Physical exercise — either as an interventional program or as a self-reported recreational activity — is considered to be generally beneficial for not only the general population, but also among patients receiving treatment for cancer and into survivorship.1

The mechanisms that drive this benefit are not well-understood, and it is believed that the benefit is not just a result of reducing risk factors such as body weight.2 Though not based on direct evidence, there are several hypotheses of how exercise can modulate cancer outcomes, including influencing metabolic and sex steroid hormone levels, increasing immune surveillance, decreasing systemic inflammation, and reducing oxidative damage.3

Mortality and Other Outcomes

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Several meta-analyses suggest that exercise improves survival outcomes among patients with cancer. A meta-analysis of 71 cohort studies that included 3,985,164 subjects from the general population and 66,995 patients with cancer found a nonlinear dose-response relationship between exercise and cancer mortality in the general population, with benefit occurring with 5 metabolic equivalents of task (MET)-hours per week.4 High levels of physical activity were associated with significantly improved cancer-specific mortality among the general population (hazard ratio [HR], 0.83; 95% CI, 0.79-0.87) and cancer survivors (HR, 0.78; 95% CI, 0.74-0.84).

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Similar results were found specific to breast and colorectal cancers. A meta-analysis of 22 cohort studies that included 123,574 patients with breast cancer found that high lifetime exercise levels prediagnosis were significantly associated with lower all-cause (HR, 0.82; 95% CI, 0.70-0.96) and breast cancer-related mortality (HR, 0.73; 95% CI, 0.54-0.98) compared with low or no exercise.5 High levels of physical activity more recent, but still prior, to the diagnosis also improved all-cause (HR, 0.73; 95% CI, 0.65-0.82) and breast cancer-related mortality (HR, 0.84; 95% CI, 0.73-0.97) compared with low or no exercise. High levels of exercise recently after diagnosis conferred a greater survival benefit for both all-cause (HR, 0.52; 95% CI, 0.43-0.54) and breast cancer-specific mortality (HR, 0.59; 95% CI, 0.45-0.78). There was also a significant reduction in breast cancer events, which included progression, new primaries, and recurrence, associated with high exercise levels before (HR, 0.72; 95% CI, 0.56-0.91) and after diagnosis (HR, 0.79; 95% CI, 0.63-0.98). Similarly, a meta-analysis of 11 studies that included 17,295 patients with colorectal cancer found that prediagnosis physical activity significantly improved overall (relative risk [RR], 0.81; 95% CI, 0.72-0.91) and colorectal cancer–specific mortality (RR, 0.79; 95% CI, 0.71-0.89).6 Postdiagnosis exercise also significantly improved overall (RR, 0.77; 95% CI, 0.63-0.94) and colorectal cancer̶specific mortality (RR, 0.71; 95% CI, 0.63-0.81).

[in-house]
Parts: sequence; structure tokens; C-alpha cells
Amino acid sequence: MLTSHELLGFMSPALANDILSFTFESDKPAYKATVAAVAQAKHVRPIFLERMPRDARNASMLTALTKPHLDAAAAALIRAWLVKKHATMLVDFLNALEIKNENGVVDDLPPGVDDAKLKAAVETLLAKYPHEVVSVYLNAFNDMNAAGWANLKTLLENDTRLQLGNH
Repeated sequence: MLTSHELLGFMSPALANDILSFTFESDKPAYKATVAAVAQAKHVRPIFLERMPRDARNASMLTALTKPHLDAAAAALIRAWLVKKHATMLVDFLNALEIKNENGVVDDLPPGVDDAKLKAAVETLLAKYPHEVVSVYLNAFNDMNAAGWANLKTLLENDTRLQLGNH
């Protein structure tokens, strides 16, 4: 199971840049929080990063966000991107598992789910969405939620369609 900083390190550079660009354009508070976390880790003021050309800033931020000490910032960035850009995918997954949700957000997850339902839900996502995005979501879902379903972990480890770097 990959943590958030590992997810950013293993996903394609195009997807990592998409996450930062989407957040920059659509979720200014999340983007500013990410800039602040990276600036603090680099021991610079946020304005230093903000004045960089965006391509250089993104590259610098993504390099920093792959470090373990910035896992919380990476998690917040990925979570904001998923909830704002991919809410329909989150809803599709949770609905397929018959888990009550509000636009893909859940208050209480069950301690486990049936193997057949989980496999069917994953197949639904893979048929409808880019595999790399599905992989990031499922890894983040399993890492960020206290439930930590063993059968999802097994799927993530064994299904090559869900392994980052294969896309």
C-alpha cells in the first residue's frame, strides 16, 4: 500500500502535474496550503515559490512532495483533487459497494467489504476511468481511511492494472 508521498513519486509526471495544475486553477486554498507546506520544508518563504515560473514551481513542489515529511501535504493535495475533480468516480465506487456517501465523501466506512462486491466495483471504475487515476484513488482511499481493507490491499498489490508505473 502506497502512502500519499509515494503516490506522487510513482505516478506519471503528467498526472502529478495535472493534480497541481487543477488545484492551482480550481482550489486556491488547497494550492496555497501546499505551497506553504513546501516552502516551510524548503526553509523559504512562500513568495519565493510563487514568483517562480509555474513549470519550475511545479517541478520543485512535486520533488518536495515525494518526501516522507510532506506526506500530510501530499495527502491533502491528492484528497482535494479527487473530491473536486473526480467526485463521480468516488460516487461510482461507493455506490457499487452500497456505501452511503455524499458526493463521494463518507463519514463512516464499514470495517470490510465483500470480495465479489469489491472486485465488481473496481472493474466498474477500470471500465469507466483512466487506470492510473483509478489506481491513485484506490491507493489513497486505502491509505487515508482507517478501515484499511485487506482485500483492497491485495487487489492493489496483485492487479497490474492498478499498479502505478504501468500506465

In addition, there was a small trial that randomly assigned 103 patients undergoing allogenic stem cell transplant to an exercise intervention or control group.7 The intervention included endurance exercise 3 to 5 days a week and resistance exercise 2 days a week, which was initiated 1 to 4 weeks prior to hospital admission and continued for up to 8 weeks after hospital discharge. The exercise group demonstrated a significantly lower total mortality at 12.0% compared with 28.3% in the control group (P  = .03) and trended toward a lower nonrelapse mortality rate (4.0% vs 13.5%; P = .086).

The benefit of exercise on other cancer outcomes was less clear. A trial of 122 patients with lymphoma found no significant difference in progression-free survival with supervised aerobic exercise compared with the control group, but there was a trend toward benefit (68.5% vs 59%, respectively; HR, 0.70; 95% CI, 0.35-1.39).8 A systematic review of 4 randomized controlled trials found that resistance training with or without aerobic exercise did not affect prostate-specific antigen levels among men with prostate cancer.9